A coalition of First Nations along the Coastal GasLink pipeline corridor have signed an option to take a 10 per cent stake in the natural gas pipeline.
TC Energy Corp., which is building the natural gas pipeline as part of the LNG Canada project, announced March 9 that two groups of First Nations representing 16 of the 20 First Nations along the pipeline’s 670-kilometre corridor have signed an option agreement to invest in the pipeline to become part owners.
One group -- CGL First Nations Limited Partnership – includes 11 First Nations. That partnership was formed with the help of the First Nations Major Projects Coalition (FNMPC).
The FNMPC said in a news release that the option will be exercised after the pipeline is built and in service. The other group representing the remaining First Nations communities is the FN CGL Pipeline Limited Partnership.
TC has not said how much a 10 per cent equity stake will cost the investors.
Under agreement with LNG Canada, TC Energy was to build the CGL pipeline at a cost of $6.6 billion. However, TC Energy has warned of “significant” cost increases to the project due to scope changes, permitting delays and COVID-19 public health orders that affected the project’s workforce.
TC Energy said it would pass the increases onto the LNG Canada partners – something LNG Canada CEO Peter Zebedee has taken issue with.
The equity position that First Nations would take in the pipeline is separate from all the impact benefits agreements that were signed with the 20 First Nations along the pipeline corridor. Those agreements include cash payments and a share of $10 million annually in revenue.
“For years we have watched industry and governments generate revenues from the operations of their projects, while we live with the impacts,” said Chief Justin Napoleon of the Saulteau First Nations, which is one of the members of FN CGL Pipeline Limited Partnership. “This investment in Coastal GasLink will finally start to shift the landscape, aligning industry and Indigenous peoples’ interests over the entire life cycle of a project.”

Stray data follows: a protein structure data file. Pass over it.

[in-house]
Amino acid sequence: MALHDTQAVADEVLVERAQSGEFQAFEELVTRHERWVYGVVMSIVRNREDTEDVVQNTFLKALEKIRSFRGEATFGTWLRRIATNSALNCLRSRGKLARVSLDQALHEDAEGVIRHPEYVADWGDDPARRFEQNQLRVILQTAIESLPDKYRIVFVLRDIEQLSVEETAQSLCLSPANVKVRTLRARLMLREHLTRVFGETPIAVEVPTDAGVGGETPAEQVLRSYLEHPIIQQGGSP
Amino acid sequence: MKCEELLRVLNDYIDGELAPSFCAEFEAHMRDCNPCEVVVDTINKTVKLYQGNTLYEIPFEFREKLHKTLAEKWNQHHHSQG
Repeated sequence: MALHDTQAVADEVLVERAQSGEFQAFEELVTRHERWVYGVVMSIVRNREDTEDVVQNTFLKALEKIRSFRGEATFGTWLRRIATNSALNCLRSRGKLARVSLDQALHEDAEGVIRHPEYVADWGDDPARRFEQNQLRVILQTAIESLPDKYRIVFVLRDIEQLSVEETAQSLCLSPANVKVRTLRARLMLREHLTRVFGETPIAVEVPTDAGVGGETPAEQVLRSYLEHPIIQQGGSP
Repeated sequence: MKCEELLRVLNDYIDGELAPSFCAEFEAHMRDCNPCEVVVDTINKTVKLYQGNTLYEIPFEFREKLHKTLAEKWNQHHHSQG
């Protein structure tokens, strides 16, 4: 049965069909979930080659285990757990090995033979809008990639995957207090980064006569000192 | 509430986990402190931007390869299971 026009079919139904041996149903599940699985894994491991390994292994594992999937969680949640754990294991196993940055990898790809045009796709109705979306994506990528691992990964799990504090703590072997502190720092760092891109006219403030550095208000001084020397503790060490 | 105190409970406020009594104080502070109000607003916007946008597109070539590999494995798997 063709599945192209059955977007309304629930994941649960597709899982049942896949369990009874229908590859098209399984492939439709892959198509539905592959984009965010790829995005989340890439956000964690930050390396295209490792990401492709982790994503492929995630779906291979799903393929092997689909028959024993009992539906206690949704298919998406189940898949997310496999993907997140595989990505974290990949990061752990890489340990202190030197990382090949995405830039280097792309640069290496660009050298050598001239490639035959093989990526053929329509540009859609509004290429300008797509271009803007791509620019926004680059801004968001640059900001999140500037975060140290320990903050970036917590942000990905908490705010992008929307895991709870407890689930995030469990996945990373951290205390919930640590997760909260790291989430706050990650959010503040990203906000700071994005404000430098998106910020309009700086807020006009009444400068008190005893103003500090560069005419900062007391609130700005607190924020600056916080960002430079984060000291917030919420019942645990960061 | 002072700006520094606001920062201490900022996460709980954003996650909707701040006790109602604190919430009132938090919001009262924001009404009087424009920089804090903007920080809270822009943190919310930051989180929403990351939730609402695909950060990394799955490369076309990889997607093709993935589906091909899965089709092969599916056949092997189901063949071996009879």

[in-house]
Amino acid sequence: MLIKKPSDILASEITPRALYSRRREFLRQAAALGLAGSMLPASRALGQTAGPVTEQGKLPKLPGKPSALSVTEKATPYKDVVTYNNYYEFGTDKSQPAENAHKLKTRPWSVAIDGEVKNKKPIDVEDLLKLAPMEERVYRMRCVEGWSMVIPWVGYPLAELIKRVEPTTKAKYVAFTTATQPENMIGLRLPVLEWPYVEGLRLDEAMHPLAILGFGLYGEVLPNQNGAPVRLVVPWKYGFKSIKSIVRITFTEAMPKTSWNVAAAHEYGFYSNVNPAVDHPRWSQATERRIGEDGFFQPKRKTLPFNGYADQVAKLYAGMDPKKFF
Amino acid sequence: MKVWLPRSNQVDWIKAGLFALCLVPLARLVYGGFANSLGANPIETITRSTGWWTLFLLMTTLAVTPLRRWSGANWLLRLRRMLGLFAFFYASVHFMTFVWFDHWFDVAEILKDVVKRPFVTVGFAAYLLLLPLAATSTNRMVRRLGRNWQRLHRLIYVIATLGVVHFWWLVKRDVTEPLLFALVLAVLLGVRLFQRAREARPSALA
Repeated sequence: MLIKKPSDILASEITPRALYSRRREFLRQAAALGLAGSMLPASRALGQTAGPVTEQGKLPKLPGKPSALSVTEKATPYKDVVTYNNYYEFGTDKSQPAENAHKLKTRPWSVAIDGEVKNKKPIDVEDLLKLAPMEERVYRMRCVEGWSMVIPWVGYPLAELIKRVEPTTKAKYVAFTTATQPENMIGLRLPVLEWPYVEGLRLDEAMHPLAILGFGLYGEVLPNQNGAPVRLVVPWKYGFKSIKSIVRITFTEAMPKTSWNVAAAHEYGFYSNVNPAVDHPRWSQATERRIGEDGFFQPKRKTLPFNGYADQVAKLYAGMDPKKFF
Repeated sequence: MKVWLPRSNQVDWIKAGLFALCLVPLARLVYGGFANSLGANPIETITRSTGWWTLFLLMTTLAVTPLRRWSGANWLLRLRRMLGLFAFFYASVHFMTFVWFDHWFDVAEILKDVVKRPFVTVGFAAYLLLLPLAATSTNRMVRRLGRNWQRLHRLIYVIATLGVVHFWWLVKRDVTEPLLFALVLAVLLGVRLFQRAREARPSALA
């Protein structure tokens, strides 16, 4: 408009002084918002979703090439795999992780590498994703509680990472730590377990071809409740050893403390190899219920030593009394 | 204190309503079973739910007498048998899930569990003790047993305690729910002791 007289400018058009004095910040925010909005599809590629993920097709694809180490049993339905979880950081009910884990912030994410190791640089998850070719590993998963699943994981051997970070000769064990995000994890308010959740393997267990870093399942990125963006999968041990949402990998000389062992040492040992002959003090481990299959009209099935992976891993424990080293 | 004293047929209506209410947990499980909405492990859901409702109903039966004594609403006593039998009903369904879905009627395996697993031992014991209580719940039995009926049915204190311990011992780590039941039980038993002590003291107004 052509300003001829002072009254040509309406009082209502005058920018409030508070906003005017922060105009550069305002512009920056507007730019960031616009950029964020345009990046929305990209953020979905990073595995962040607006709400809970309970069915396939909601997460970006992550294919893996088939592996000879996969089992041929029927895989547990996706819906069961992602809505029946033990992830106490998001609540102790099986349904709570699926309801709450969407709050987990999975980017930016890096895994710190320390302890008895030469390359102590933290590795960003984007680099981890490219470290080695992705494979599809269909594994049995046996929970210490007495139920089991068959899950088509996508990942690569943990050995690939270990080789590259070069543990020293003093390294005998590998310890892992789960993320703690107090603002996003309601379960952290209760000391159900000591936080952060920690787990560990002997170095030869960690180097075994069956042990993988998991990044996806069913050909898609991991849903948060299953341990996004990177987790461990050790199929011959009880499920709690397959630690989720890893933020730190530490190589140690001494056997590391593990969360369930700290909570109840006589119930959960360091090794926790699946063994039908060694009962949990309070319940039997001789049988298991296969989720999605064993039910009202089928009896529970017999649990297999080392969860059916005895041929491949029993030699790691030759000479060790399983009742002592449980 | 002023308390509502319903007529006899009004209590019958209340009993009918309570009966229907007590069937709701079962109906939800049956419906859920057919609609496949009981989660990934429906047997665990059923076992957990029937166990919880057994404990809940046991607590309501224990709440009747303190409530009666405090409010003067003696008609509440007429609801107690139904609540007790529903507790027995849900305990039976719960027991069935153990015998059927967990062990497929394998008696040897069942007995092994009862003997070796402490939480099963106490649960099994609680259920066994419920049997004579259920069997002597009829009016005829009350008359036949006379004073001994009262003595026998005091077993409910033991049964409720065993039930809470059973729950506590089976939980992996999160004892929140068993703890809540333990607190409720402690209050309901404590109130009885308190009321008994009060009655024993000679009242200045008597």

“For many of us, this marks the first time that our nations have been included as owners in a major natural resource project that is crossing our territories,” said Chief Corrina Leween of the Cheslatta Carrier Nation, which is part of the CGL First Nations Limited Partnership. “This deal is important because it demonstrates the value First Nations can bring as true partners in major projects.”
The pipeline project is 60 per cent complete, according to TC Energy, which plans to reduce its equity share in the pipeline to 35 per cent, with KKR (an American investment company), the Alberta Investment Management Corp. and First Nations owning 65 per cent. TC Energy would remain the pipeline's operator.
There are eight sections -- spreads - along the pipeline corridor from Northeastern B.C. to Kitimat. While two of the eight spreads are reported to have almost 100 per cent of the pipe in the ground, the section in the Morice River area south of Houston, where some members of the Wet’suwet’en First Nation have blockaded the project, CGL reports no pipe has yet been laid.
Last month, a CGL work camp was violently attacked with masked axe-wielding assailants who menaced workers and caused millions of worth of damage to equipment. The RCMP have made no arrests.